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Nats’ last gasp counter-attack falls flat

Written By: - Date published: 6:18 pm, March 25th, 2010 - 56 comments
Categories: Conservation, Mining - Tags: , , ,

I thought that National’s counter-attack would be to paint Labour as anti-mining – ‘they’re abandoning their roots’ ‘they’re anti progress’ etc etc. But, oddly, they’ve opted (first in the House, duly repeated on the party blogs) for a hypocrisy angle – ‘Labour used to say they liked mining, now they don’t’.

Dumb move because Labour has a watertight and truthful response: Labour is not anti any and all mining. Never has been. It recognises that we need raw materials for an industrial economy. Or as David Parker puts it:

“We have always and will continue to support mining where appropriate on non-Schedule 4 lands”

What Labour has always said is that mining must be environmentally responsible and can’t take place on areas of special natural value. Those areas are the ones in Schedule Four and include most (but not all) of the National Parks and some other areas of the conversation estate. Labour has always agreed with environmentally responsible mining on private land and conservation estate outside of Schedule 4.

That used to be National’s position too. Indeed it was National that introduced Schedule 4 (because they were afraid a Labour private member’s bill with the same effect would pass).

Now, National is saying that miners should be allowed on Schedule 4 land, despite 90% of the country’s mineral wealth being outside the Schedule 4 areas that National wants to remove and not having any idea of the value of the minerals in those areas to the New Zealand economy or the environmental cost.

Think about it. If this policy wasn’t a change to existing Labour policy, then there would be no announcement and no new controversy.

Labour supports responsible mining, not the Nats’ dig and pray on our most precious land.

Only one party has changed its position here.

56 comments on “Nats’ last gasp counter-attack falls flat”

  1. vto 1

    Is your light brown meant to be dark brown?

    • Also, the picture is on the front page, but not currently on the post itself.

      • vto 1.1.1

        Marty you’re such a sausage.

      • Marty G 1.1.2

        Yeah I made it that way Graeme. That a problem for you?

        • Graeme Edgeler 1.1.2.1

          Well, I read vto’s comment, and then scrolled up to see what he or she was talking about and couldn’t see it. A problem? Not really. But it would have been helpful to have it on both.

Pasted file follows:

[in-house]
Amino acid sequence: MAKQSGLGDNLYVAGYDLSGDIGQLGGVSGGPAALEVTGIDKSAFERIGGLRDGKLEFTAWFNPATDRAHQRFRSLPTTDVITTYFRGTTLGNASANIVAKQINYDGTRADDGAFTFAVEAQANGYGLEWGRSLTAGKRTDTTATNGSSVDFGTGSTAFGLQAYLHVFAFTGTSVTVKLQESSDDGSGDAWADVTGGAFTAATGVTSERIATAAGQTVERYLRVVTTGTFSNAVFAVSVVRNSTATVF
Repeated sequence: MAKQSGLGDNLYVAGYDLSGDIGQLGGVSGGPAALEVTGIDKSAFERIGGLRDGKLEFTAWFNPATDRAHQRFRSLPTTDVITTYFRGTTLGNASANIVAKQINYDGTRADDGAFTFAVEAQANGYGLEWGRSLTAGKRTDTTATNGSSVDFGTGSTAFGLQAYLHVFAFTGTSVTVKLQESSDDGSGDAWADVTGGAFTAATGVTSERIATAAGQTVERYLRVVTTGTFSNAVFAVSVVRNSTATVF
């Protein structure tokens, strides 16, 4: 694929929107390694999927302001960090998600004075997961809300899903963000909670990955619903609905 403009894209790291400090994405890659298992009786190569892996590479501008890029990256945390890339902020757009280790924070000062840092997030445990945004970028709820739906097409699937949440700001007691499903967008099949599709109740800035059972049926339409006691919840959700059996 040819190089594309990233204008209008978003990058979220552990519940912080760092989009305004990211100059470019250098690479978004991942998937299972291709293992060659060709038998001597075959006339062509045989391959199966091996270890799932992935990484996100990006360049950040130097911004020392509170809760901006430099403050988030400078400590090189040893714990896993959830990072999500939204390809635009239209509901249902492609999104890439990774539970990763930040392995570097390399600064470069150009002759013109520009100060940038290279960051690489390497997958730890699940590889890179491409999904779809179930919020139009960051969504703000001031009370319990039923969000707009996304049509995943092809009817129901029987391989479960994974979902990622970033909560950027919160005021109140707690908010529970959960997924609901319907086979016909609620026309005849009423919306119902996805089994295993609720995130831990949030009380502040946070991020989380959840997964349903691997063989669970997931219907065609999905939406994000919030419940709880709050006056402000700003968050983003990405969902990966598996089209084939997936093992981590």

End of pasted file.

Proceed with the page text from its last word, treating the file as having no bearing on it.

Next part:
• Graeme Edgeler 1.1.2.2

          And now it’s really small =)

          Also, I believe your graph is wrong – it suggests that some parts of our National Parks are not in schedule 4. All land that is part of a National Park is schedule 4 land.

          Ref:http://legislation.govt.nz/act/public/1991/0070/latest/DLM247378.html

          • Marty G 1.1.2.2.1

            Large parts of Paparoa aren’t in it Schedule 4. They weren’t included after lobbying from miners.

            http://www.med.govt.nz/upload/71960/Map%204%20-%20Paparoa%20National%20Park.jpg

            • Graeme Edgeler 1.1.2.2.1.1

              My apologies. That’s kinda weird.

              The first thing listed in schedule 4 is:
              “All land within a national park held and administered under the National Parks Act 1980.”

              Later it lists:
              “The following national parks or parts of national parks constituted under the National Parks Act 1980:

              (e) Paparoa National Park eastern additions (Gazette 28 March 2002, p 807, excluding Area “”B'” shown on SO 302281 (formerly part Section 1, SO 15152)):
              (f) Paparoa National Park western additions (Gazette 25 July 2002, p 2317)

              That first bit really seemed to cover it. Who knew that there was a difference between National Parks administered under the National Parks Act, and National Parks constituted under the National Parks Act? Well, you, obviously, but certainly not me!

    • Marty G 1.2

      the overlap between national parks and schedule 4 is dark, the lighter part of the brown circle shows that parts of the conservation estate that aren’t national parks are also in schedule 4.

      Do you understand now son? I mean I drew you a venn diagram like something out of primary school so that even the most simple minds would get the picture.